All occupants will also benefit from substantially more leg and shoulder room than before. Step from the old W463-generation car into the new one and the growth spurt is palpable. In fact, the new car has grown in every dimension, being 53 mm longer, 64 mm wider and 15 mm taller than before.

The new G-Class' increased dimensions make its occupants feel less cramped. The quilted leather adds to a bespoke-cabin ambience.

The other fundamental change to the G-Class is found within the interior. The architecture retains an old-school feel, with its squared-off panels, but that’s juxtaposed against a pair of adjacent 12.3-inch displays. Various parts are borrowed from the E-Class but, for a hand-built car, it feels suitably opulent, not to mention comfortable.

There is little here to upset the design junkies, then (moreover, this car looks far more convincing in the metal than in the pictures), although it is the driver who stands to gain most from the wholesale changes Mercedes-Benz has wrought... With the help of a new brace that links the front suspension turrets, the torsional rigidity of the ladder frame and bodyshell has increased by more than half.

The fascia of the G-Class' cabin is a far cry from the '80s original; the milled metal finishes feel grand and look positively futuristic.

The G-Class has historically been guided by a low-geared recirculating ball set-up so infamously indirect that having only just turned the nose of the car in you’d need to begin unwinding the lock simply to avoid running wide on the exit. Owners have long complained about this, so there’s now electromechanical rack and pinion steering.

New double-wishbone front suspension

Laying the foundations for such a change, Benz relinquished a rugged solid front axle in favour of using double wishbones mounted directly to the ladder frame. It has not been an easy job: to maintain the G-Class’ tremendous ground clearance, the engineers had to position the lower wishbone attachment point as high as possible, fighting for every millimetre. Incidentally, ground clearance between the axles has increased by 6 mm to 241 mm (it continues to better that of a Toyota Land Cruiser 200).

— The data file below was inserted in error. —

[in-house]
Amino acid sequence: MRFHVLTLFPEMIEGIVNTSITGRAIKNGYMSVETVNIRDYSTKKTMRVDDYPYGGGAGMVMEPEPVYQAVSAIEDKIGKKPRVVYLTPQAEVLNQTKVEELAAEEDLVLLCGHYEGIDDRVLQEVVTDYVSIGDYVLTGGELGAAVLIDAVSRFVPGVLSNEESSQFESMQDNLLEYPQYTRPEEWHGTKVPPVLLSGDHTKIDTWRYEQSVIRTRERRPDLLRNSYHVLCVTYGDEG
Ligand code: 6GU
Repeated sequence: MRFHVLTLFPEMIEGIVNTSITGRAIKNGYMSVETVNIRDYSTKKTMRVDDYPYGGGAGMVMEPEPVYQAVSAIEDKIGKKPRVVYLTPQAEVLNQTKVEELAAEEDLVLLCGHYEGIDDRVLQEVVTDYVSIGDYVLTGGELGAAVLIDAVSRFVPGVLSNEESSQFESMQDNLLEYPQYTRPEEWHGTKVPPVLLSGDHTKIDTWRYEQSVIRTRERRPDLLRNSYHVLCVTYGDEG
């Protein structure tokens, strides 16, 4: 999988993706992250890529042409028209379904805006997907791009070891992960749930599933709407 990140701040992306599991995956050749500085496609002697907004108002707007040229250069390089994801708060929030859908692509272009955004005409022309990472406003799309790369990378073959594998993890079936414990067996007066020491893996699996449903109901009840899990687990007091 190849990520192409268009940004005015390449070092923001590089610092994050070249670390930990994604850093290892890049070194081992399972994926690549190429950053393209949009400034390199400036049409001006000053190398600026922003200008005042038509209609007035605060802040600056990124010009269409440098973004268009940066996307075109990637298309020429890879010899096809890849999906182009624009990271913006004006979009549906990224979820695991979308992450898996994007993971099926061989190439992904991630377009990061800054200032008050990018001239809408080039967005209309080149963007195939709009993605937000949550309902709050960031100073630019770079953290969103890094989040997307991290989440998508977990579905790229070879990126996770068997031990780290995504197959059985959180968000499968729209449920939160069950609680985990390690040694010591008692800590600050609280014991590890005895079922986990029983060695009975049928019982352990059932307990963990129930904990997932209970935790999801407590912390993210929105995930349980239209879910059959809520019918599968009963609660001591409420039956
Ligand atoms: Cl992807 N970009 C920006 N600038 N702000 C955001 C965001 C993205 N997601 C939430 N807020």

Even though the G-Class' on-road performance shows tremendous improvement, its off-road prowess is, incredibly, better too.  

You could fill a book with this car’s off-road vital statistics – breakover angles, wading depth and so on – but suffice it to say that when going gets tough, the new G-Class is superior to its predecessor in every measurable way, if only by a small margin.

The 'brick' handles much better

By contrast, out on the road, it is quickly apparent that this car now possesses an attribute that has for decades evaded it entirely: handling. In addition to the modernised front axle, there’s a new rigid rear axle that’s placed by four trailing arms with the continued use of a Panhard rod to prevent any undesirable lateral movement.

The redesigned suspension and adaptive damping have made the G-Class much more sure-footed, body roll is well under control.